RP: The recent announcement that the Bank is introducing an OA policy is the latest stage in what the Bank calls its Open Development Agenda. Presumably, this was the result of a top-down decision originating from the President of the World Bank Group Robert Zoellick. But can you say why the Bank took the decision to become more open?
CR: As World Bank Group President Robert B. Zoellick said in the press release announcing the Open Access policy “Knowledge is power. Making our knowledge widely and readily available will empower others to come up with solutions to the world’s toughest problems. Our new Open Access policy is the natural evolution for a World Bank that is opening up more and more.”
Response to criticism?
RP: The Bank has been criticised for its information policy in the past. Is its new commitment to openness partly a response to that criticism?
CR: It may have played a part, but my view is that advances in online and mobile communications have created opportunities for making the Bank more open and accessible, for disseminating and sharing our knowledge more broadly, and for communicating directly with our stakeholders, and the Bank is simply seizing those opportunities.
RP: The Bank’s previous open initiatives were the Open Data Initiative and the Access to Information Policy. Some would view the Open Data and Open Access initiatives as attempts to create a research environment in which solutions are developed more quickly. By contrast, the Access to Information Policy seems more focussed on freedom of information (FoI) and transparency issues. Does the Bank believe that creating a more open research environment has much in common with FoI and transparency? If so, how would you characterise their common goals and philosophy?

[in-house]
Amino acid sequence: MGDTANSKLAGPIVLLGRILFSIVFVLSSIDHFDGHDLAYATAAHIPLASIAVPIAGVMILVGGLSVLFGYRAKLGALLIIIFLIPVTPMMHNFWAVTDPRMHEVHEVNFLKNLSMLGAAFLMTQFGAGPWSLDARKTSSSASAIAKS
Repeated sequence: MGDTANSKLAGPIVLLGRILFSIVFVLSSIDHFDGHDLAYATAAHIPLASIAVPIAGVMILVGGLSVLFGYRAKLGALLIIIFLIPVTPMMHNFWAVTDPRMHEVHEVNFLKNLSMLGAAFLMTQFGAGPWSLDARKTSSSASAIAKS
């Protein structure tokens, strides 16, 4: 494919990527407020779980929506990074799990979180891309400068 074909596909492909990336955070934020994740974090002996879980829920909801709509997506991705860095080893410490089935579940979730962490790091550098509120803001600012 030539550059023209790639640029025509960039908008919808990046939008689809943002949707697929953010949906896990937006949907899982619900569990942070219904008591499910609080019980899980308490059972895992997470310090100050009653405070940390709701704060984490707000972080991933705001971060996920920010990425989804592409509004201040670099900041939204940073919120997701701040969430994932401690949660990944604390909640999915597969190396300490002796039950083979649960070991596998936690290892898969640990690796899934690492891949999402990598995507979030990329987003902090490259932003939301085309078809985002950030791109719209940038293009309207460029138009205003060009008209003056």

CR: This question is outside my area of expertise so I am not really qualified to respond.
RP: As we noted, the Bank’s objective is to aid developing countries. To what extent do you see greater openness, particularly OA to research, as a development issue, and why?
CR: The Bank is committed to sharing our data, knowledge and analysis with others in the search for development solutions. By making Bank research and knowledge products published by the Bank available libre OA, third parties are free to use, reuse, and build upon the Bank’s work in ways that can lead to innovative solutions to local development problems.
RP: The Bank’s OA policy is complicated. Doubtless this is because the Bank is both a knowledge producer and a publisher. Can you say what percentage of its knowledge output the Bank publishes itself, and what percentage is published by external publishers?
CR: Yes, but only anecdotally as we do not have accurate statistics. The Bank publishes a large majority of its knowledge products, both formally and as grey literature. Bank research that is published by third parties, for example research articles published in non-Bank journals, is first published by the Bank as working papers. These working papers are available freely and, with the new policy, are published under the CC BY licence.
Three broad categories
RP: I assume the Bank also publishes third-party content. If so, what percentage of its publishing output is third party content?
CR: The Bank’s publications, research papers, and other knowledge products often include contributions from authors that are not Bank staff. For example, many of our books are edited volumes with chapters authored or co-authored by individuals who are not Bank staff. We do not have exact numbers of how much third party content is published by the Bank.